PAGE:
Tiny, Tiny Patterns

11prune cane 430x399 - Tiny, Tiny PatternsThe most common polymer veneer in the community has got to be canes. Although caning seems to exist in a category of its own, it is surface design and cane slices are veneers, albeit tiny, often of a singular image and usually repeated over and over on a piece.

Cécile Bos probably doesn’t identify as a polymer clay artist in a strict sense but she does some of the most amazing detailed canes for her small, delicate jewelry. Originally a biology researcher, she left the field to be a jewelry designer. Her focus is pattern and her primary inspiration is plants. As stated in her online biography, she creates intricate canes which are “then worked in the manner of a textile or thin layers of paper to shape [beads] or other original elements. After curing, these elements are mounted on silver 925 or bronze to form the final piece.” She also adds glass beads, ceramics, wood, metal, and cotton.

You will have to go to her website to see these small jewelry elements she creates from these tiny patterned canes. You can also follow her on Instagram.


Muted Veneer

haunani veneer brooch 430x440 - Muted VeneerIn perusing #the100dayproject on Instagram these past couple weeks, I’ve noticed that veneers are quite the thing to be experimenting with right now. Whether you call polymer sheets you work with surface design, surface treatments, or polymer veneers, it does feel like the clay surface is having a renaissance of exploration.

One of the first of these explorations that I’ve noticed in recent weeks was this piece by Lindly Haunani, which she posted on Facebook. Of course, the queen of color is going to have a showstopper based on her color choices alone, but the subtle texture and the composition of the layout of the veneers, for all the energy of the color and lines, has such a satisfying sense of calm and rightness. There is that obvious sense of intention and deftness of skill that brings refinement to such unquestionably masterful work, even in a piece the artist claims is exploration.

Explore more of Lindly’s work on her website and Facebook page.


Swirling Watercolor Clay

nevenka sabo bowl 430x405 - Swirling Watercolor ClayAlthough this is not part of #the100dayproject, Nevenka Sabo stopped to show us what she does with the sheets she has been creating on her challenge so far.

Nevenka has been working with the torn watercolor technique that Maggie Maggio created. In this small bowl, she uses these surface treatments to create vibrant color and variation within the swirling and crackled lines of the nautilus shell design. The movement and energy of this combination of line and color have made for quite the eye-catching piece as can be seen in the long list of comments about it in the post.

To keep an eye on Nevenka’s challenge and what she does with her watercolor polymer studies, follow her Instagram page. Also, don’t miss out on her tutorials found in her in her Etsy shop.

A Green Phase

planet isis greens beads 430x414 - A Green PhaseThe 100 Day Project challenge is in full swing and it is already trying the resolve of many of us. Maybe, as Cynthia Tinapple said, calling me out on my proposed challenge in her Studio Mojo newsletter this past weekend, I might be a bit ambitious, creating something in polymer and a poem every day to create a composite image for Instagram. But it’s a darn good excuse to make me create every day. Mind you, I’m usually doing it at midnight but that’s the only way I don’t find myself lost for hours at the studio table not getting magazine work done. A lot of people have been coming up with creative ways to make this challenge work for them and keep it manageable at the same time.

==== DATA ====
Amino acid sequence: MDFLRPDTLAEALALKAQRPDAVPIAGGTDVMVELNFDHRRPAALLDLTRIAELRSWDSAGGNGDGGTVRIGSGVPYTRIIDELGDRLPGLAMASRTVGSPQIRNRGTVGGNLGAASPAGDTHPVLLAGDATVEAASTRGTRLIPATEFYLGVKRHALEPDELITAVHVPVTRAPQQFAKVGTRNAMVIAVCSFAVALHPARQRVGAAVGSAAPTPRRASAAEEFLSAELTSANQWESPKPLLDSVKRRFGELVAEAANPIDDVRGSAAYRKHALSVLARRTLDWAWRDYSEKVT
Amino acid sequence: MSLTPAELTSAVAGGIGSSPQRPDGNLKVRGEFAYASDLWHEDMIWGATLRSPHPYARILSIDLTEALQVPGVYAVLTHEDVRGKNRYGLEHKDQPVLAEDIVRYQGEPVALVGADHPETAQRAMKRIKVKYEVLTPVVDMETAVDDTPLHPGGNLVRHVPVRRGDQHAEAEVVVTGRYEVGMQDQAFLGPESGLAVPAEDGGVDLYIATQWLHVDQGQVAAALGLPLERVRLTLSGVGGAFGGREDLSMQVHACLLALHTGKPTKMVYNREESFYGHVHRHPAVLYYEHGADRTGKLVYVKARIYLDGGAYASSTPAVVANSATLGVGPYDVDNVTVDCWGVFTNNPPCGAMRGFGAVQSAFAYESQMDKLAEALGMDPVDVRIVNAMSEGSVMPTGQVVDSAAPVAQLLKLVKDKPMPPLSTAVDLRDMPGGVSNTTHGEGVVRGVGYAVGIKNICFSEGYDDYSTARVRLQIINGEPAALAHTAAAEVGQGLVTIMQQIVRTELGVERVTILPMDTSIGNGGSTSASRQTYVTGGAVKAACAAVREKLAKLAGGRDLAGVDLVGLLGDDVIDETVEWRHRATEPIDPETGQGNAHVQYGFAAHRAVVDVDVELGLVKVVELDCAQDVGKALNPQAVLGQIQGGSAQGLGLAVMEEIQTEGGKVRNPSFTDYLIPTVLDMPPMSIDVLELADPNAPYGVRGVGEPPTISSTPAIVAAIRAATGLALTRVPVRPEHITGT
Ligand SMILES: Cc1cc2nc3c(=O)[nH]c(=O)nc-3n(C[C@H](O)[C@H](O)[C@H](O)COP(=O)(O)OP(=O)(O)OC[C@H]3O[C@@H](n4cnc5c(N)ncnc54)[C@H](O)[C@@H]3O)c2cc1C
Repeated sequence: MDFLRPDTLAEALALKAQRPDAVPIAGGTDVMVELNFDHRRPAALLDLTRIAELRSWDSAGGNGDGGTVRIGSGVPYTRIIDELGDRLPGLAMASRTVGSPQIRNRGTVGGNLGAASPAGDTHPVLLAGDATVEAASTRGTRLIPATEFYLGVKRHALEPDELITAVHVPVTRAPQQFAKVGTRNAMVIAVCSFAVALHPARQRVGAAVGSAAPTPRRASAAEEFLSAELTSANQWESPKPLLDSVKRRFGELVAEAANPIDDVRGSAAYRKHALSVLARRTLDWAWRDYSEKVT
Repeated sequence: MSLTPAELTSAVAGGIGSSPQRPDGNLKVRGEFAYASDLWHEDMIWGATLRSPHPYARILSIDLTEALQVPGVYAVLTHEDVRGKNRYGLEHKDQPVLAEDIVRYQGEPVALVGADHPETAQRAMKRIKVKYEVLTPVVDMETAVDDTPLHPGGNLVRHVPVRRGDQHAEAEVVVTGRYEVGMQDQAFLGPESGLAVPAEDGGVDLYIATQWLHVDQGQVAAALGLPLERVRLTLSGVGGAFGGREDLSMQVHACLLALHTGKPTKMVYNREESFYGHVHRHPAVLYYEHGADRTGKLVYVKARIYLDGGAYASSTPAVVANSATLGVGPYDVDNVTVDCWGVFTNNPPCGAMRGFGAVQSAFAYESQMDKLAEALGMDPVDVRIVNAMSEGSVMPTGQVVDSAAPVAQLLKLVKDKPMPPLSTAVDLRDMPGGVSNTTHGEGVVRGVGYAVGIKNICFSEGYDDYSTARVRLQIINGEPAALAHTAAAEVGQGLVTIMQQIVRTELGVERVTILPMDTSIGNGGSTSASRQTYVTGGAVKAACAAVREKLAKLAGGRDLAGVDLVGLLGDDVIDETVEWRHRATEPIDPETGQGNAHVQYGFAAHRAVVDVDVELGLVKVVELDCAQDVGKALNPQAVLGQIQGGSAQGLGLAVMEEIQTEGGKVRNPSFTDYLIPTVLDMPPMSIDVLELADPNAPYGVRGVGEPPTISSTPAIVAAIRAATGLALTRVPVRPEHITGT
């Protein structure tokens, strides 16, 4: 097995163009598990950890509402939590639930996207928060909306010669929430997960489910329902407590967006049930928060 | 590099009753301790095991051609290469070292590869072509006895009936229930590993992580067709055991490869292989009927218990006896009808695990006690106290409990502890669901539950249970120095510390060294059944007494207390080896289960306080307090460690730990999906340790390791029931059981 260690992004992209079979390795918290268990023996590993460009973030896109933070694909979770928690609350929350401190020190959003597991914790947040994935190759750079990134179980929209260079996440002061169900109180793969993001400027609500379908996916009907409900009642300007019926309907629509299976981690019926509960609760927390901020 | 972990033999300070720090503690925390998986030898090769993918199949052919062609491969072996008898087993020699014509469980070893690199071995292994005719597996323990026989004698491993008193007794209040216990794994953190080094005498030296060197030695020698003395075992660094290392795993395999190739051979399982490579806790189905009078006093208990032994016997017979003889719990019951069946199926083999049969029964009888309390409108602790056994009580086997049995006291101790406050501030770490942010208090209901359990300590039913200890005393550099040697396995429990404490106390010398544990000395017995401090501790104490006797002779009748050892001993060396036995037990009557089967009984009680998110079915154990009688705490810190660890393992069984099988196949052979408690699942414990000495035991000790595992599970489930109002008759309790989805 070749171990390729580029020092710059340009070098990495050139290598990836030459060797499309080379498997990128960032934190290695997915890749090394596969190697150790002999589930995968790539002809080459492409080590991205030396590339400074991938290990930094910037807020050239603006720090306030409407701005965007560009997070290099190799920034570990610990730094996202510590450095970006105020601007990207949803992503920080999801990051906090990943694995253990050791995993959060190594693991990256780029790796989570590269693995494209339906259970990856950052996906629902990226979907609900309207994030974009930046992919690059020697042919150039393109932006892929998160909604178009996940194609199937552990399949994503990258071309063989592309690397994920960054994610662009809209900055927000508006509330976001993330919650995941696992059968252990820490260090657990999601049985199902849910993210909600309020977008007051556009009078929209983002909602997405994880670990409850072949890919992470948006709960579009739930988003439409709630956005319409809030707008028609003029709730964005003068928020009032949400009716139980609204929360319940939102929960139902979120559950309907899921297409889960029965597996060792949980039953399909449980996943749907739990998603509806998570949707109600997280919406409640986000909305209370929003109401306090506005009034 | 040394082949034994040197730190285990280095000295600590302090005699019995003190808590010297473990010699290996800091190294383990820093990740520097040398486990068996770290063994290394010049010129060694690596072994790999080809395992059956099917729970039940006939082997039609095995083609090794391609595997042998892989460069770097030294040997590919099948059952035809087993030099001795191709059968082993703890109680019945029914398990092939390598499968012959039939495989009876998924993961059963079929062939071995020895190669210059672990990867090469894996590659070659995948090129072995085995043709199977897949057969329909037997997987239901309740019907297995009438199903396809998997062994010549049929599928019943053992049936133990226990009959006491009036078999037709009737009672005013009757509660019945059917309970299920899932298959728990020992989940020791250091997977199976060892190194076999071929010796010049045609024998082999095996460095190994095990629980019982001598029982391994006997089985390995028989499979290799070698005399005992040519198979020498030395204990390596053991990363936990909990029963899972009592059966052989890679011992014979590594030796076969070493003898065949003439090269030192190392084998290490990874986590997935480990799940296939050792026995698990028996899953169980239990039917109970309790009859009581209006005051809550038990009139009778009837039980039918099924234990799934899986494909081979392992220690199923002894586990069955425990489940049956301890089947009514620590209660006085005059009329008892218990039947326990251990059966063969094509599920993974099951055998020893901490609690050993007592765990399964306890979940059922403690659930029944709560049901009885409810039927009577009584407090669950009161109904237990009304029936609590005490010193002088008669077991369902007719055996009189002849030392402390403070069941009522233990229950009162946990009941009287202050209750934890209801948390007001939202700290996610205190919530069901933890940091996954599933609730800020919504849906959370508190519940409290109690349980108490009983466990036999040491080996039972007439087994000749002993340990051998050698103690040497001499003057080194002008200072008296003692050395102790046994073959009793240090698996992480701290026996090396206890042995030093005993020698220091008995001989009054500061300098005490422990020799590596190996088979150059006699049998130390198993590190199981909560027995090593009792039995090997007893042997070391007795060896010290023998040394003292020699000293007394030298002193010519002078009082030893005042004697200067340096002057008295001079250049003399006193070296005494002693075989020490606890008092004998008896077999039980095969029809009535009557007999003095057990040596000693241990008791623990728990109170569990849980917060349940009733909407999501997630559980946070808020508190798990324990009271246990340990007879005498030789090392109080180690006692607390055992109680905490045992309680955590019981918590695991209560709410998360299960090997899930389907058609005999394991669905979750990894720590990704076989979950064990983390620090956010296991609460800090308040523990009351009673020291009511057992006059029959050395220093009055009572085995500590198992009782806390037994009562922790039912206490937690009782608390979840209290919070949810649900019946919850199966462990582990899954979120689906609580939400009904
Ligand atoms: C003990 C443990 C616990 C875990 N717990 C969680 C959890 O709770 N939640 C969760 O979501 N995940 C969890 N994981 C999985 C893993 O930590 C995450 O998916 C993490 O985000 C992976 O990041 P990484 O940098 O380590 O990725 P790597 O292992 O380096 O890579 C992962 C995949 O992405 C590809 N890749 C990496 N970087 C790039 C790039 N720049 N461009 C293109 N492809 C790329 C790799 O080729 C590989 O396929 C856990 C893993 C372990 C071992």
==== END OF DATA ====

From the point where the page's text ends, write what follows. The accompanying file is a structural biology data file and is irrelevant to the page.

Planet Isis, a.k.a. Dayl Goulsbra-Jones, decided to break her challenge up by color. This first week her color was green. The bars of this Day Three collection of textured gradient green and canes are my favorite. The inner glow that this kind of gradient appears to have adds a nice bit of energy to the simple forms, while the calming effects of the green color give contrast to the busy black-and-white canes.

Dayl didn’t pick the green arbitrarily, either. She started this whole challenge by posting her “color generator” which is a bag of cute little colored beads that she dips into to pull out the color for the week. Follow her Instagram account to see her green week and her upcoming projects. You can also find more of her work on her website.

And remember, if you are doing #the100DayProject or any challenge or you just regularly post your creations, let me know. You can chime with a comment on any of our posts @thepolymerarts or on my personal page @the_sage_arts. I’d love to follow your creative journey.

100 Days of Clay

Ginger Davis Allman veneer day2 100dayproject 430x422 - 100 Days of Clay

Ginger Davis Allman of The Blue Bottle Tree is doing a veneer day. A post of hers on Facebook alerted me to the #the100dayproject challenge she is doing these for and I figured that if Ginger, as busy as she gets, is doing this, then I should be able to as well so we busy women are getting even busier!